As in previous studies aimed at estimating the comparative effectiveness of immediate ART initiation , we analyzed the data both including all patients regardless of initial CD4+ cell count (to estimate the public health impact) and including only patients with high CD4+ cell count at baseline (to estimate the effectiveness in this particular subgroup). The low risk of drug resistance in the subgroup of individuals with baseline CD4+ cell count more than 500 cells/μl alleviates the concern that individuals who are diagnosed with HIV while asymptomatic might be less likely to adhere to treatment.
International and national HIV guidelines recommend testing for transmitted drug resistance in all ART-naïve individuals and testing for acquired drug resistance in ART-treated people after all episodes of virological failure. Despite these recommendations only 43% of the people included in our study were known to be tested for transmitted drug resistance and only 33% of virological failure episodes were known to be followed by an acquired drug resistance test. Our estimates were, however, robust under different scenarios of potential underascertainment of acquired drug resistance.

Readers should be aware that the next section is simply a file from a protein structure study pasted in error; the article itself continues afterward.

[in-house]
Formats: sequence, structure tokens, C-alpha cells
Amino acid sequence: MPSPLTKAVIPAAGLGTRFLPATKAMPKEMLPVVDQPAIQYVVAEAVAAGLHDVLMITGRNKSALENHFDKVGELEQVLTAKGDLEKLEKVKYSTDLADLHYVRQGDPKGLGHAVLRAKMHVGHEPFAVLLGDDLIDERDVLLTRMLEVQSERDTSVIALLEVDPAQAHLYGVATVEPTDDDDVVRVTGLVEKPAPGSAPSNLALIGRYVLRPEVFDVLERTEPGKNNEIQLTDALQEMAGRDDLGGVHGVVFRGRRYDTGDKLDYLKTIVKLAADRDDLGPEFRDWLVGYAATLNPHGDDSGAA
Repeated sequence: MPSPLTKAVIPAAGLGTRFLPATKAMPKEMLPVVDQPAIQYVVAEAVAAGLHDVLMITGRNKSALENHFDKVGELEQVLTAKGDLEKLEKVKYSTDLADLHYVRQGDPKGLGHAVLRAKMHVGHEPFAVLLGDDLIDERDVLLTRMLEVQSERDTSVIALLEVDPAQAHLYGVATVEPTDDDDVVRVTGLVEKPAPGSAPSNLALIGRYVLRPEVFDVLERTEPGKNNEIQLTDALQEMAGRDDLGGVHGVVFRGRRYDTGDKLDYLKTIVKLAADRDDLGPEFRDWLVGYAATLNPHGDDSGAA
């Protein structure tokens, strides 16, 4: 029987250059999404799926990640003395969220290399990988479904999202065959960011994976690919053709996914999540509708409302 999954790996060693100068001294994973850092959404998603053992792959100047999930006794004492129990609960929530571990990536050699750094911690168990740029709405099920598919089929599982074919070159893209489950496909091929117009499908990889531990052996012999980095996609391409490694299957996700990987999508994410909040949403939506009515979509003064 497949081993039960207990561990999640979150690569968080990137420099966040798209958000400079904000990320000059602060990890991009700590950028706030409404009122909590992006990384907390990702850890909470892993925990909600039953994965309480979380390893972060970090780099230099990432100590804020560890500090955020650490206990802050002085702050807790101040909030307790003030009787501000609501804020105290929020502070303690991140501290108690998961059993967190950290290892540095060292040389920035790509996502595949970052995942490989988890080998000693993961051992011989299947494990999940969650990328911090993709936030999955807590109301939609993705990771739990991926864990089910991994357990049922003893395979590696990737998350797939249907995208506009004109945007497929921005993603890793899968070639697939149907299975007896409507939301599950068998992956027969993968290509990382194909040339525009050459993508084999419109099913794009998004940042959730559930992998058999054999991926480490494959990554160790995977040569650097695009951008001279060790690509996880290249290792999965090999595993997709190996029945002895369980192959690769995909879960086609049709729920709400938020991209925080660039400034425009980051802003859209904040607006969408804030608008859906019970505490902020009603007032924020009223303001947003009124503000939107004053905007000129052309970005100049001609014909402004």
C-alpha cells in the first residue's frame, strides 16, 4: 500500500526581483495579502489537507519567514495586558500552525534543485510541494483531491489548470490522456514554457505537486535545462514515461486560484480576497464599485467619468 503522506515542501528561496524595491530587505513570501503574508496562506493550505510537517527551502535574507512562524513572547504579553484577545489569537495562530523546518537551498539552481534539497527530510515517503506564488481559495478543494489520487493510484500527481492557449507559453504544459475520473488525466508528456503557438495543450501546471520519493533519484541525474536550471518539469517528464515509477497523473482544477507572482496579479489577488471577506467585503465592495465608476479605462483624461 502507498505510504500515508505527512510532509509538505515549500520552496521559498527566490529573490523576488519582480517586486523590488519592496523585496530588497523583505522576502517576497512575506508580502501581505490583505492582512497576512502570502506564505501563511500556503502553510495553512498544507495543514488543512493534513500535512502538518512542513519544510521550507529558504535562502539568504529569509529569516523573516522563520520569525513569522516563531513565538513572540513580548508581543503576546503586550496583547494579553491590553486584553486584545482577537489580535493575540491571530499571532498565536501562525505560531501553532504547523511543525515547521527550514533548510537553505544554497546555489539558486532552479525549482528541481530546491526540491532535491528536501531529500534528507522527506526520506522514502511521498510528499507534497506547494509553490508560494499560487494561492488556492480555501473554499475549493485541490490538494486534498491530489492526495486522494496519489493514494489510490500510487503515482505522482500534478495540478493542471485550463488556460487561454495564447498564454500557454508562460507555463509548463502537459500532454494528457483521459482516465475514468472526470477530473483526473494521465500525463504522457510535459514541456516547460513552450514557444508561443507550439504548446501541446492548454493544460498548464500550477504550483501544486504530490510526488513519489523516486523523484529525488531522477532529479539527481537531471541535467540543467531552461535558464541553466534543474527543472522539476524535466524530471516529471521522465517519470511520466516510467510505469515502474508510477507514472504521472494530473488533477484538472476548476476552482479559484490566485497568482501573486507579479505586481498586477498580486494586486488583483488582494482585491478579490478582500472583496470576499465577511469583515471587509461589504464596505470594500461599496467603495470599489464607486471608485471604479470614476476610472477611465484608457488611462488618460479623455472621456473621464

The main strengths of our study are the large sample size of over 50 000 individuals and the setting in HIV clinics in Europe that are considered representative of routine clinical practice . Care should be taken with generalizing our results to resource-limited settings because of the differences in the HIV epidemics, and availability of viral load monitoring, of drug-resistance testing facilities, and of second and third-line therapy.